Editorial Response - Vargo JA, Heron DE.  Clinical Application of Stereotactic Body Radiotherapy (SBRT): Cranium to Prostate. Front Oncol. 2015 Dec 7;5:266. eCollection 2015. PMID: 26697404

Research Grants

Faculty Support on Research grants is 18 percent.

Active Grants:

Grant:  R01 CA150980                                    06/01/12-03/31/17                   0.60 calendar

NIH/NCI                                              $465,832

Accountability for Cancer Care through Undoing Racism and Equity (ACCURE)

The Greensboro Health Disparities Collaborative and two Cancer Centers have joined together to specify structures built into cancer care systems that make cancer care vulnerable to institutional racism and investigate how they can be changed to reduce racial inequity in quality and completion of treatment for Stage 1-2 breast and lung cancer patients. Accountability for Cancer Care through Undoing Racism and Equity (ACCURE) systems change intervention is informed by CBPR principles, the Undoing RacismTM framework, and findings from our preliminary studies.

PI: S. Cykert and E. Eng

Grant:  U10 CA180844-01                 03/01/14-02/28/19                    1.20 calendar

NCI/NCTN                                         $4,956,250

NCI NCTN- University of Pittsburgh Cancer Institute (UPCI) UPMC Cancer Center – National Clinical Trials Network Lead Academic Participating Site (LAPS)
As a Lead Academic Site of the NCI National Cancer Network, the UPCI intends to leverage its historical leadership in the cancer cooperative groups, as well as its sophisticated and vibrant clinical research programs, to reduce the burden of cancer through assistance in the conduct of large, multicenter, scientifically sound, important cancer clinical trials with the potential to change the standard of cancer care in the United States and worldwide.

PI: A. Brufsky, Co-PI:  D. Heron

Grant: (No grant #)                              10/02/13-12/31/16

Bristol-Myers Squibb Company                        $20,000

Utilization of Low Level Laser Therapy for Mitigation of Cetuximab and Radiation –Induced Dermatitis in Patients Receiving Definitive Therapy for Head and Neck Squamous Cell Carcinoma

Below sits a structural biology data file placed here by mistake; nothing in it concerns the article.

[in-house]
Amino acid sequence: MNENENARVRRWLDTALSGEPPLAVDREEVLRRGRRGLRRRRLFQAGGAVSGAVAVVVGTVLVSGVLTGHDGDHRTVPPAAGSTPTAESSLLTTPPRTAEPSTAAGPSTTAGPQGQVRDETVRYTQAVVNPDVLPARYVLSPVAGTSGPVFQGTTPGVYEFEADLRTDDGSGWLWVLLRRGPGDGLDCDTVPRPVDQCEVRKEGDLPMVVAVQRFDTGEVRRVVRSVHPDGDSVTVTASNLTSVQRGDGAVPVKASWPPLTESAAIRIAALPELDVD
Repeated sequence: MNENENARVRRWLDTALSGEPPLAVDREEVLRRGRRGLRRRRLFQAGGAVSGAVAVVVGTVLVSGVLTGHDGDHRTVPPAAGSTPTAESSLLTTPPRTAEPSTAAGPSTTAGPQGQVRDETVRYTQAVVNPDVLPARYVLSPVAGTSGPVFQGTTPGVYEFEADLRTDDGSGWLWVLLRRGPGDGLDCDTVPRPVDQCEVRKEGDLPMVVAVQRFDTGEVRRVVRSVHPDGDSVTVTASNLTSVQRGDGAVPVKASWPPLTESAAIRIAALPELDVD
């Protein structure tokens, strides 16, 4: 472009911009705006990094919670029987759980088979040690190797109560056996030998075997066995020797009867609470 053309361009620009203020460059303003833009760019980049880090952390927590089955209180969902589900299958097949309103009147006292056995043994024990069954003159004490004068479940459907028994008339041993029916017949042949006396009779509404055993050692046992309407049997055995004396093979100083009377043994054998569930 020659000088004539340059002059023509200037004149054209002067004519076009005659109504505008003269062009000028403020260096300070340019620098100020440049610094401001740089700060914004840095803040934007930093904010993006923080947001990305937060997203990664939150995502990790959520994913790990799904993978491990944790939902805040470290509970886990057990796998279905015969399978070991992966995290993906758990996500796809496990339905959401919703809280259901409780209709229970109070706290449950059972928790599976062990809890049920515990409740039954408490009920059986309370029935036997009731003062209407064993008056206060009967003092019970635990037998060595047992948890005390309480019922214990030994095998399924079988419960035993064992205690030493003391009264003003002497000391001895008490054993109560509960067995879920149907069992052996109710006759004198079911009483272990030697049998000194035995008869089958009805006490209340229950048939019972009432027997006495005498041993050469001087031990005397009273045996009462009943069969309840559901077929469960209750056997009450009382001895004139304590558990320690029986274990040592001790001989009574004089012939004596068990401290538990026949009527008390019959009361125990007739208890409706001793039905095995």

PI:  M. Rajagopalan, Co-PI:  D. Heron and D. Clump

Ongoing Current Clinical Research for July 1, 2015 – June 30th, 2016:

Title: Phase II study for curative intent treatment for patients with oligometastatic disease at initial presentation (10-027)

Primary Outcome Measures: Feasibility of SRS/SBRT in patients with metastatic disease at initial presentation

Secondary Outcome Measures: 1.) Quality of life (as measured by FACT surveys). 2.) Local control of metastatic sites. 3.) Local control of primary site. 4.) Overall survival. 5.) Analysis of patterns of failure post-SRS

Intervention Details:

Radiation: Stereotactic Radiosurgery (SRS); Dose and fractionation will be dependent on the lesion location and lesion size, the exact fractionation and dose is at the discretion of the treating physician. A minimum of 48 hours must be used in between SRS treatments at each site. Note that patients can have SRS every day or multiple SRS sessions in one day as long as the minimum time for each treatment site is met. For example, if two lung lesions, adrenal, and liver sites were being treated, both lung sites could be treated Monday, Wednesday, and Friday, the liver on Tuesday, Thursday and the following Tuesday, and the adrenal on Monday, Wednesday, Friday of the second week.

Detailed Description:

Patients with oligometastatic disease (defined here as 5 or fewer sites of metastatic disease involving 3 or fewer organ systems) are potentially curable with stereotactic radiosurgery (SRS) or stereotactic radiotherapy (SRT) (collectively referred to as stereotactic body radiotherapy or SBRT) to the metastatic disease sites in combination with standard curative therapy to the primary site.

Title: Phase II study of stereotactic body radiation for patients with oligometastatic disease at recurrence (10-028)

Primary Outcome Measures: Phase II study to evaluate feasibility of stereotactic radiation (SRS) in patients with oligometastatic disease

Secondary Outcome Measures: 1.) Toxicity (as measured by common toxicity criteria version. 2.) Quality of life surveys (as measured by FACT quality of life studies). 3.) Local control of metastatic sites. 4.) Overall survival of patients as compared to historical norms. 5.) Analysis of patterns of failure post-SRS

Intervention Details:

Radiation: Stereotactic Radiosurgery (SRS); Dose and fractionation will be dependent on the lesion location and lesion size and is up to the exact fractionation and dose is at the discretion of the treating physician. A minimum of 48 hours must be used in between SRS treatments at each site. Note that patients can have SRS every day or multiple SRS sessions in one day as long as the minimum time for each treatment site is met. For example, if two lung lesions, brain, adrenal, and liver sites were being treated both lung sites could be treated Monday, Wednesday, and Friday and the adrenal, liver and brain lesions treated Tuesday, Thursday

Detailed Description:

Patients with limited disease recurrence, known as oligometastatic or oligorecurrent disease (defined here as 5 or fewer sites of metastatic disease) will benefit in terms of overall survival and disease progression from reduced tumor burden and improved local control via radiation to oligometastatic sites.

Title: Prospective evaluation of hypofractionated stereotactic radiosurgery for low and intermediate risk prostate cancer (Dr. Heron – PI 09-031)